Regarding matchmaking, order emerges primarily through the game’s use of mesh- networking. This enables all parts of the game world to be populated all the time. While this ensures direct player interaction, Bungie left the actual formation of teams largely in the hands of players. With the exception of some rudimentary matchmaking services which have expanded in Destiny 2 with Guided Games, players must create their own fireteams in order to participate in a number of activities.

While on its surface, this may seem like an insurmountable task which would lead to inactivity and apathy, players collectively worked around this problem through independent sites such as Destiny LFG. Though this practice resulted in some controversy, in the end, it meant that players could create teams more responsive to their needs than an automated system. As we shall see regarding issues with the game’s underlying story, other problems within the base game are resolved in a similar fashion.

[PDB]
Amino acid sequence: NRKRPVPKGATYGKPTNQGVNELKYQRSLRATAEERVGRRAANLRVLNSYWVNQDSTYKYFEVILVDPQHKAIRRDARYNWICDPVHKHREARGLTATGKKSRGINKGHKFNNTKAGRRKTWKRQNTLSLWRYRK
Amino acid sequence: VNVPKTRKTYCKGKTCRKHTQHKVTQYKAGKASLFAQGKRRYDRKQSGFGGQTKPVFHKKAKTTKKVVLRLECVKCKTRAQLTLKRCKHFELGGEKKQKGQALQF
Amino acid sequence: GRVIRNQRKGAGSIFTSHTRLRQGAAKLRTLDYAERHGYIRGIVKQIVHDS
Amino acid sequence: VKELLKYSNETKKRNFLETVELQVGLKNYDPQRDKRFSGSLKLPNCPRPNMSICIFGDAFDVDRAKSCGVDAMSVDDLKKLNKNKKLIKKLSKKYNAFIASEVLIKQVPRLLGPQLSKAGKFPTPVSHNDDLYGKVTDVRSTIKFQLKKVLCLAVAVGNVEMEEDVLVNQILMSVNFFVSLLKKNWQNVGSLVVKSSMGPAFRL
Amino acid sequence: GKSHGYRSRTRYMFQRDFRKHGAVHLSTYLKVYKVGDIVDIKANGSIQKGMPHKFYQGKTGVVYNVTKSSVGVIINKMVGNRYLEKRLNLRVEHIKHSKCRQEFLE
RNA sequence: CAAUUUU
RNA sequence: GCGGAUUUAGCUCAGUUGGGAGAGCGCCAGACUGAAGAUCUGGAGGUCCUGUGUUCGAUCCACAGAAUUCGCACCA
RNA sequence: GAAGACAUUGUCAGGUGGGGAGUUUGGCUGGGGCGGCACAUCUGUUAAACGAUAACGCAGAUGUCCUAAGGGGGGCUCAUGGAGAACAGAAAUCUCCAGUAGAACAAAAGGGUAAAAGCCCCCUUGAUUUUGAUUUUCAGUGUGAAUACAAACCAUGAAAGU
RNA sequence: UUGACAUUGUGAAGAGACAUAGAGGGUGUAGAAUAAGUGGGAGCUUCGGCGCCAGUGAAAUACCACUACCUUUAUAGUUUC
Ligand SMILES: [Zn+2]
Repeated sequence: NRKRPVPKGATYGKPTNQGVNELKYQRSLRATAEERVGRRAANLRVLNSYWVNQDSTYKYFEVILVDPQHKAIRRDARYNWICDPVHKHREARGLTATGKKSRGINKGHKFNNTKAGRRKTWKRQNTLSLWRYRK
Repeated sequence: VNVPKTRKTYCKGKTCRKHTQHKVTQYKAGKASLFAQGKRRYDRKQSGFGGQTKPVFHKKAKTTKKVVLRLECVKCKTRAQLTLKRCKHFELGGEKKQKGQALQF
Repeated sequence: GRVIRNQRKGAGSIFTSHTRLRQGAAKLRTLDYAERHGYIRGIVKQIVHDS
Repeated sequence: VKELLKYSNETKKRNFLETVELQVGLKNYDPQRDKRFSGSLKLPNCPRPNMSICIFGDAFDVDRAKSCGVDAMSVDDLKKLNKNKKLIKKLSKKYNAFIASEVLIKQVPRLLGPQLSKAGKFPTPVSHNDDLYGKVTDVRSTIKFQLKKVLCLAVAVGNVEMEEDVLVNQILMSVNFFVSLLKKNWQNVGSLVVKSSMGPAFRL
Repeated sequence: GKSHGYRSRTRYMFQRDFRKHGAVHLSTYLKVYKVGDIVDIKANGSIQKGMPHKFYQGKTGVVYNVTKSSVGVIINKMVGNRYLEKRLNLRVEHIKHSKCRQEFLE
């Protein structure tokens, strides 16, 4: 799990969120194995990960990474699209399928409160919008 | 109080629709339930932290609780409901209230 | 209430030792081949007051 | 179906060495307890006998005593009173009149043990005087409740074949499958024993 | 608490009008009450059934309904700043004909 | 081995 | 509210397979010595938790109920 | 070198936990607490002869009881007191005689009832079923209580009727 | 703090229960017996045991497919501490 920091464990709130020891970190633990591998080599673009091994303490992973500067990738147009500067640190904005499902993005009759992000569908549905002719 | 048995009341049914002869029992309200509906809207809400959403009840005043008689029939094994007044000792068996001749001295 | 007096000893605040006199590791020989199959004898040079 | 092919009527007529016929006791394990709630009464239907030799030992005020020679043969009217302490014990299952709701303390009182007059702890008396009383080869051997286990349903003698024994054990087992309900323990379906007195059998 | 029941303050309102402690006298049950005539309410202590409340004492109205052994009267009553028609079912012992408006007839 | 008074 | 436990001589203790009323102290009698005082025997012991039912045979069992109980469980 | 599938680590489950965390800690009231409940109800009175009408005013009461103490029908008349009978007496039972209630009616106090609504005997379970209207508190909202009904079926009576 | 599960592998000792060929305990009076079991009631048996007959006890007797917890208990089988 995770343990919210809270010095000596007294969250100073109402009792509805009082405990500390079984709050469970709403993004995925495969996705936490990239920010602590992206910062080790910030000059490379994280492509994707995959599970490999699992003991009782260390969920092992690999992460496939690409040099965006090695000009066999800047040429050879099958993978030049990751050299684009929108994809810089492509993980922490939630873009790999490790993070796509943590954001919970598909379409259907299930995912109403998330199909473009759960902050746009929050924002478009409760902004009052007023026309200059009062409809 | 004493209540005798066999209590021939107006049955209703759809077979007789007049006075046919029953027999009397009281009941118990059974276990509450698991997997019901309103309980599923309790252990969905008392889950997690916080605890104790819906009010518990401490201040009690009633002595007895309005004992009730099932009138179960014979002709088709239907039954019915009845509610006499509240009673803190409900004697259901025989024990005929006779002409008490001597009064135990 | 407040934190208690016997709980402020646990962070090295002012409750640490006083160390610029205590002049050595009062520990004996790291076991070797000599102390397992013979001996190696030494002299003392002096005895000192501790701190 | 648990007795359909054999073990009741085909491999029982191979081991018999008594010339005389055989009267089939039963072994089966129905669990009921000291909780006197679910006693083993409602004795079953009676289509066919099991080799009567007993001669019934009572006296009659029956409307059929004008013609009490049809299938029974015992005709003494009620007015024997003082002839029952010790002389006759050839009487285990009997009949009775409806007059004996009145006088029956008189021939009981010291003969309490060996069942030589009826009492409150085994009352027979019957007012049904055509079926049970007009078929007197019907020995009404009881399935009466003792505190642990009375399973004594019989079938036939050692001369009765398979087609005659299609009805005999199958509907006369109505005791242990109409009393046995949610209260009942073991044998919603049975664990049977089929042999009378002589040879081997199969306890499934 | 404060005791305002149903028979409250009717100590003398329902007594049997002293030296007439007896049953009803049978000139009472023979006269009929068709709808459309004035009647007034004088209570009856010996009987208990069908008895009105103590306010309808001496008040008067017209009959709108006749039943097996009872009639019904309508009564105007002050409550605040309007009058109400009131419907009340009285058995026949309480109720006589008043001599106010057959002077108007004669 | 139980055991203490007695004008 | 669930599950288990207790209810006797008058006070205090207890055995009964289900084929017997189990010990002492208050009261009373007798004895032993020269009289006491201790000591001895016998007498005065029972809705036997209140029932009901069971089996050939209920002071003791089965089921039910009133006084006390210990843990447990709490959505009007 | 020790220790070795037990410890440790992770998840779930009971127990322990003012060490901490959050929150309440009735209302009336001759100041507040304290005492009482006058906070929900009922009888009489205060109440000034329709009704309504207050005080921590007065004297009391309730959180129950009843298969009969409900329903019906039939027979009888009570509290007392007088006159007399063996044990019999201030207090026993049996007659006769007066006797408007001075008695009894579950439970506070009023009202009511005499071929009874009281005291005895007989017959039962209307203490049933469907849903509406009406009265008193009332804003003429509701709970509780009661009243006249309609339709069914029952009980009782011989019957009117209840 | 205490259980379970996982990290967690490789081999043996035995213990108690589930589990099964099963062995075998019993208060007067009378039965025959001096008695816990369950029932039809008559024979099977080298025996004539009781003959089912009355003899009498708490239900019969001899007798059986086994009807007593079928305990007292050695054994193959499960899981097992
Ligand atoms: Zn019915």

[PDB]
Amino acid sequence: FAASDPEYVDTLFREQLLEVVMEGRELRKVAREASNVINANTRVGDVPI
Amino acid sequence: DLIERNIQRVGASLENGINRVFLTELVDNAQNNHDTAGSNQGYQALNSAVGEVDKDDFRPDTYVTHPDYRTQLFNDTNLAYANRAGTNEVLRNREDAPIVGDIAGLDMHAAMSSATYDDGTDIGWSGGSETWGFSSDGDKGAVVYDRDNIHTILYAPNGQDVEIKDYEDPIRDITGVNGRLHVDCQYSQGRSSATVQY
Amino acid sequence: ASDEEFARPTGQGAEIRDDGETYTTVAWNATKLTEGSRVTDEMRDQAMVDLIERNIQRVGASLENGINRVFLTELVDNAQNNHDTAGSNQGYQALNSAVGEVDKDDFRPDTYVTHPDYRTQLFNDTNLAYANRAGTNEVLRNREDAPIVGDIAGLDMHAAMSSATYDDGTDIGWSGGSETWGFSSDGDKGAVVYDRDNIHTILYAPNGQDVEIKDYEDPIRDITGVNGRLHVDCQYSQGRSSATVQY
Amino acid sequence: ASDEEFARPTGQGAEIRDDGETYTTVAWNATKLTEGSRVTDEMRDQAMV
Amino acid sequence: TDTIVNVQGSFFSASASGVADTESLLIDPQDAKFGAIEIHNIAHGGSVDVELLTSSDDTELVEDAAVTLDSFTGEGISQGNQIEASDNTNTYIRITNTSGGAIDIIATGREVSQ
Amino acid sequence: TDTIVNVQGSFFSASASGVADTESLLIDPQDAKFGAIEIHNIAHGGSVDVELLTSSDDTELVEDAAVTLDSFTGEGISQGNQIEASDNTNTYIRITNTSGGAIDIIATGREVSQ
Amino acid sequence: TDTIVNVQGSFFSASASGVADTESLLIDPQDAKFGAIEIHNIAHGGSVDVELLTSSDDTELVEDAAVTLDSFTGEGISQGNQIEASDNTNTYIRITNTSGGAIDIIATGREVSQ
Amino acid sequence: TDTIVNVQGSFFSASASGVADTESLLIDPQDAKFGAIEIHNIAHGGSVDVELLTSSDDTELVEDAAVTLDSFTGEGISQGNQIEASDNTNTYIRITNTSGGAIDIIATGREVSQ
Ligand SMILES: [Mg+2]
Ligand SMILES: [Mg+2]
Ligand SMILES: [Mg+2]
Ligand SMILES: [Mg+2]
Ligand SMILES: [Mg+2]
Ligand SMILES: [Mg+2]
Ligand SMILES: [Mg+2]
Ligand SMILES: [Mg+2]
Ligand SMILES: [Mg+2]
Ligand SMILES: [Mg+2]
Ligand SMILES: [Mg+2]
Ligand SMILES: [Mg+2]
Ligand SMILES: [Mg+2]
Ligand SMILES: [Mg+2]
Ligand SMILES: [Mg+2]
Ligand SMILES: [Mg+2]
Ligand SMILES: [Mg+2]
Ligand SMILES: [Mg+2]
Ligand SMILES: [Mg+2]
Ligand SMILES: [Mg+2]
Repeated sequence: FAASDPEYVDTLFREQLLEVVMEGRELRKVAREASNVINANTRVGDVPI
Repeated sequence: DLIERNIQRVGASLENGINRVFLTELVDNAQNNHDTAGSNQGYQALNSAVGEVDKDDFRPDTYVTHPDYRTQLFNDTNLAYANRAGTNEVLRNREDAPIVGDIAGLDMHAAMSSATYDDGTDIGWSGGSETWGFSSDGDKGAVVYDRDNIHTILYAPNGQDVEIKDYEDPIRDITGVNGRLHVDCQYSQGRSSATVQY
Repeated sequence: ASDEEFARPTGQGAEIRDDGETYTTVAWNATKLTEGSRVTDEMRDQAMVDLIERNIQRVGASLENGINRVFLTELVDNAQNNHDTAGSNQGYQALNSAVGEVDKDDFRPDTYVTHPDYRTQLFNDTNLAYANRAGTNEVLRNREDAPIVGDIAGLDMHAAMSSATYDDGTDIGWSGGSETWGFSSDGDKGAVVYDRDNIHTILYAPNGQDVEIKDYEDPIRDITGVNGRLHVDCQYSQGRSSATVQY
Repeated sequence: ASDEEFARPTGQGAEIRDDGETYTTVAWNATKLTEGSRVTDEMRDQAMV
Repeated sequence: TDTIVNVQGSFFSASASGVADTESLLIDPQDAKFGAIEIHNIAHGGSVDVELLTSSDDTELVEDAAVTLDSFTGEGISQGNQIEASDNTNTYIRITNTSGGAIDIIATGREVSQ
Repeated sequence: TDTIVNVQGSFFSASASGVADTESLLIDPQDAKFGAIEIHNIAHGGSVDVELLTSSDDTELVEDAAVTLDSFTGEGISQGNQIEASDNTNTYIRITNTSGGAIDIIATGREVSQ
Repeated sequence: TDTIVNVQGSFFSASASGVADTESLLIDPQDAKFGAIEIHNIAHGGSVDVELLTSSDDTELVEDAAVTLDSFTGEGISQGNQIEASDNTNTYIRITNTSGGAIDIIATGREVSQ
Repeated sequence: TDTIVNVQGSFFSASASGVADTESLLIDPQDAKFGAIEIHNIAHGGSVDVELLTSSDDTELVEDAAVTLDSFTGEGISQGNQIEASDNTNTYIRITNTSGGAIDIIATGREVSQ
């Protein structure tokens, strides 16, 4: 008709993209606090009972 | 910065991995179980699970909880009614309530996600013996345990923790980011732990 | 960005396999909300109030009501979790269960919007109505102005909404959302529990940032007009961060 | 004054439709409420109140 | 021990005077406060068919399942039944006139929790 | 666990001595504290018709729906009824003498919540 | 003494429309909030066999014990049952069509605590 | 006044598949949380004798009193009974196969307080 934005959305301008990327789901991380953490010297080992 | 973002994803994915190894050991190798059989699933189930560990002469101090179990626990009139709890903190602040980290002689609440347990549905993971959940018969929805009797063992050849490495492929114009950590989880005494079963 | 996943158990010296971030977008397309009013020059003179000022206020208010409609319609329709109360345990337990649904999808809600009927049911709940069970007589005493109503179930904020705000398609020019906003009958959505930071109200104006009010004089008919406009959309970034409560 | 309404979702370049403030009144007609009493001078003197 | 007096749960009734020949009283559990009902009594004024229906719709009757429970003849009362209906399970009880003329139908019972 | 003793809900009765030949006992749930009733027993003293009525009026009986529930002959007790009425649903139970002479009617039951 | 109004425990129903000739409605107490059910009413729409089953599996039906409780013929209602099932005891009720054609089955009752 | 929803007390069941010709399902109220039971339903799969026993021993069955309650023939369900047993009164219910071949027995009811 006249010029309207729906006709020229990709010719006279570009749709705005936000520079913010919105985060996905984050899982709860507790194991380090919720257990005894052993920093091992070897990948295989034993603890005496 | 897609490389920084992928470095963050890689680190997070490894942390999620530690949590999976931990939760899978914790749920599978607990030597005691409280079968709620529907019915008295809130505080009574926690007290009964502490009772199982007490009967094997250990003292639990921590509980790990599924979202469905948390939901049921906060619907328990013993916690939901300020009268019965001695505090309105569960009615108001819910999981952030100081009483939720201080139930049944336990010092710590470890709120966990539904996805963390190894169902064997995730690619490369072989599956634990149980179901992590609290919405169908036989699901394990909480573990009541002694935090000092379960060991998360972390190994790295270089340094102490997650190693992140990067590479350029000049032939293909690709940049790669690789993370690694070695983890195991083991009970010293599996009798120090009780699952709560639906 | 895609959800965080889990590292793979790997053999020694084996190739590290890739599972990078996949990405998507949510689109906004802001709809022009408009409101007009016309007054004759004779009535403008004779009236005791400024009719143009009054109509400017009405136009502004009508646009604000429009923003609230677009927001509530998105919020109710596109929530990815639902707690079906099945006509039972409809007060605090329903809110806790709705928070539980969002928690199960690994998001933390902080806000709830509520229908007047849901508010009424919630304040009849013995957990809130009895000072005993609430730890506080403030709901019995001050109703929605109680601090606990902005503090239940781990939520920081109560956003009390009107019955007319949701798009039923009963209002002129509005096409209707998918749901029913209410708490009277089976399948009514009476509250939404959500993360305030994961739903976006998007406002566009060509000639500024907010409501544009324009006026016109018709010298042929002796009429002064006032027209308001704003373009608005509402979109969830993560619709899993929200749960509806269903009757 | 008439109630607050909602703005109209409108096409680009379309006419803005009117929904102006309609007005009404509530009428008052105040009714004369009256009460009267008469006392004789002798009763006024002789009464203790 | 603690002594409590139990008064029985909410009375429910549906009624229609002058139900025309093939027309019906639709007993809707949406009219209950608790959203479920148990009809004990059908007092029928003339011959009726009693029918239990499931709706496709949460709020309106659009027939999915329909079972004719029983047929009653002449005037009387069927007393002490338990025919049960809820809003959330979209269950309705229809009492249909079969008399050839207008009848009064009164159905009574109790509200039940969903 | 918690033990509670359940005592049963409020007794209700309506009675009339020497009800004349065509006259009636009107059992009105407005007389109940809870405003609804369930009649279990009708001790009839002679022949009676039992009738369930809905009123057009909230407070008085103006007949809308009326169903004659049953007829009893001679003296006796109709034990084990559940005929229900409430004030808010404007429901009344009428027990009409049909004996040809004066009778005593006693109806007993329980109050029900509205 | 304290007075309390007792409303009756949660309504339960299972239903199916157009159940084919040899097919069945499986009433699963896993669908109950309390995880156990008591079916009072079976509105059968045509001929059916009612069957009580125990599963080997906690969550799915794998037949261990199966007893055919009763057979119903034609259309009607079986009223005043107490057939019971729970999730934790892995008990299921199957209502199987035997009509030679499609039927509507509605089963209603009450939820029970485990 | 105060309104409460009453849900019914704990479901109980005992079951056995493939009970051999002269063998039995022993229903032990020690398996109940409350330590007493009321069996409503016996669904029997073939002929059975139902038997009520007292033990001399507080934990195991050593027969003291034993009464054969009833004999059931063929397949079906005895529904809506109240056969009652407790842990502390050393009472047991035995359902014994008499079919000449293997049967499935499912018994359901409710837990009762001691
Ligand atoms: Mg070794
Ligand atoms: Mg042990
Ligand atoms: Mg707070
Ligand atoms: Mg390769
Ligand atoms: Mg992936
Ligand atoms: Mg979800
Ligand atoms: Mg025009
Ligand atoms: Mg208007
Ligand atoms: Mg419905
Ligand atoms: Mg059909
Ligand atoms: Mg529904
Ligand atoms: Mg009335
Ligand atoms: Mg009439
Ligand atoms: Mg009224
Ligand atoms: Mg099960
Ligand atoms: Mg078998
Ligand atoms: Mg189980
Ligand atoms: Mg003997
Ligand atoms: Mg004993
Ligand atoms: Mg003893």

All the Options

Moving on, the sheer number of options available in terms of equipment, items, and abilities allow for some pretty creative solutions to a wide number of in-game problems. This creates an environment that fosters experimentation.

As documented by Planet Destiny, over 5,000 weapon/armor pieces and items exist for players to collect (in addition to a wide range of abilities), and these collectibles represent a robust opportunity for players to mix and match equipment to approach a variety of different challenges. The process for collecting these pieces is summed up well in the metaphor of a slot machine by Danny O’Dwyer. Notably, he does express some moral qualms about this system, but nevertheless, his analysis reveals the potential for customization in this game.